National Anthem

Taking its role of acting as executive, that has not been granted to it by the Constitution, that needs to issue unilateral and unprovoked orders, normally the sacred duty of the elected government as per the Constitution, and not merely being the arbiter of disputes, its duty as enshrined in the Constitution, with an earnestness  unseen in bureaucratic circles of the country,  the Supreme Court has ordered that “all cinema halls in India shall play the national anthem before the feature film starts and all present in the hall are obliged to stand up to show respect to the national anthem” as a part of their “sacred obligation”.

As is expected of democratic institution in a republic, they have provided a logical explanation for their action, “And this is how it is because we say so.”

The bench added that doors of the halls will remain shut during the anthem so that no disturbance is caused and so that patriotism, and love and affection for the country, can be voluntarily and spontaneously displayed by people. It further decreed that natural calamities like fire and earthquakes be prohibited from striking during the time the doors are shut because of the national anthem being played.

In issuing a statement that cannot be fathomed by anyone, the bench has displayed enviable command over the language, “Time has come for people to realise that the national anthem is a symbol of constitutional patriotism…people must feel they live in a nation and this wallowing individually perceived notion of freedom must go…people must feel this is my country, my motherland. The directions are issued, for love and respect for the motherland is reflected when one shows respect to the National Anthem as well as to the National Flag. That apart, it would instil the feeling within one, a sense of committed patriotism and nationalism.”

“And if you don’t feel, we will make you feel”, the bench has clarified.

The court order, in order to ensure complete transparency in implementation and resolution of disputes, does not entail any penalty or punishment for not standing when the national anthem is played and hence everyone will know exactly what is to be done in cases of non-compliance.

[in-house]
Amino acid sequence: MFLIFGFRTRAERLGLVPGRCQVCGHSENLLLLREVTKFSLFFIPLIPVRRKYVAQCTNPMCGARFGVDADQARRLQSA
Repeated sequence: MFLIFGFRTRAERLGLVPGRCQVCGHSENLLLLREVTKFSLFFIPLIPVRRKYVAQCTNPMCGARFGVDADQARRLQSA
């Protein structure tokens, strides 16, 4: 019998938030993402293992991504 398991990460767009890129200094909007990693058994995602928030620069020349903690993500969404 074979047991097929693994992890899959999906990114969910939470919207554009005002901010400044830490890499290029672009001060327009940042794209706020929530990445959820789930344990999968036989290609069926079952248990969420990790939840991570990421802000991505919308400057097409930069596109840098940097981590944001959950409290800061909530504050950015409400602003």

During the hearing, the bench observed: “Universalism is alright but little still Bharat is the epitome of culture, knowledge… gyaan and vigyaan…people must feel this is my country…who are you? You are an Indian first. In other countries, you respect their restrictions. In India, why can you not have restrictions in larger good.”

“Moreover, our university education in law and subsequent practice as advocates and judges uniquely positions us to issue unilateral and random directions and decide who is showing love and respect for the motherland and who is not. Besides, it also gives us the right to make a judgment about other countries without any responsibility for its veracity.”

The Opposition is up in arms and has contended that this move is for the benefit of one individual, the popular movie producer Karan Johar, whose latest offering, Ae Dil Hai Mushkil (ADHM) barely managed to hold the audience for 15 seconds. By introducing the national anthem, the audience will stay in the hall for at least a minute.

The Delhi Chief Minister has asked for evidence from the judges of them having sung the national anthem when they were in school.

Taking a cue from the Supreme Court order, a district court in Maharashtra has decreed that the Supreme Court ruling will apply not only to in-cinema screenings but to any movie being watched anywhere by an Indian. Hence, as an example, all airlines carrying Indian passengers must ensure that the Indian national anthem is played each time a passenger starts an in-flight movie. Moreover, the “seat belt” sign should not be switched on so that people can stand when the national anthem is playing. After all, one cannot allow them to stop being Indian wherever they are. This court, like the Supreme Court, has issued these directions out of love and respect for the motherland.